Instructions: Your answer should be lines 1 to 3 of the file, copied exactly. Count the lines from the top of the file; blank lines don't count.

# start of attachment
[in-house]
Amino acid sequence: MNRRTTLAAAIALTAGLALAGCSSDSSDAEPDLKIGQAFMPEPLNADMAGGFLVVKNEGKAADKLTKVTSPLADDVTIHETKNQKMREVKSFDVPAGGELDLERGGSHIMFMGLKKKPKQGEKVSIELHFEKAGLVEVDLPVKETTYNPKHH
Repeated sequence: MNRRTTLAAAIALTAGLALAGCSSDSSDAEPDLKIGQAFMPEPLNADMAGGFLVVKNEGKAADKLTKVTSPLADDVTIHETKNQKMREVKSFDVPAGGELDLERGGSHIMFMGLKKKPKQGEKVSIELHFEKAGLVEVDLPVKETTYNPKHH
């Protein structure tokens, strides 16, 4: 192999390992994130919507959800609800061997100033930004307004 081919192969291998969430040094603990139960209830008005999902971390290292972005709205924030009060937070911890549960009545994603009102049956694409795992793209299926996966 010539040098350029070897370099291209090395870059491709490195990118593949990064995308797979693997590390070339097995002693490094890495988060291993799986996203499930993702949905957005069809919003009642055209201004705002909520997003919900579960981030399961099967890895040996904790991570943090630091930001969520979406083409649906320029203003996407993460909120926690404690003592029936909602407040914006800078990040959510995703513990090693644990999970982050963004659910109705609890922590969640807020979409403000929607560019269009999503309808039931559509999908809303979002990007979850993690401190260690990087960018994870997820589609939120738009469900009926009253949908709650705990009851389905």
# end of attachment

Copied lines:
[in-house]
Amino acid sequence: MNRRTTLAAAIALTAGLALAGCSSDSSDAEPDLKIGQAFMPEPLNADMAGGFLVVKNEGKAADKLTKVTSPLADDVTIHETKNQKMREVKSFDVPAGGELDLERGGSHIMFMGLKKKPKQGEKVSIELHFEKAGLVEVDLPVKETTYNPKHH
Repeated sequence: MNRRTTLAAAIALTAGLALAGCSSDSSDAEPDLKIGQAFMPEPLNADMAGGFLVVKNEGKAADKLTKVTSPLADDVTIHETKNQKMREVKSFDVPAGGELDLERGGSHIMFMGLKKKPKQGEKVSIELHFEKAGLVEVDLPVKETTYNPKHH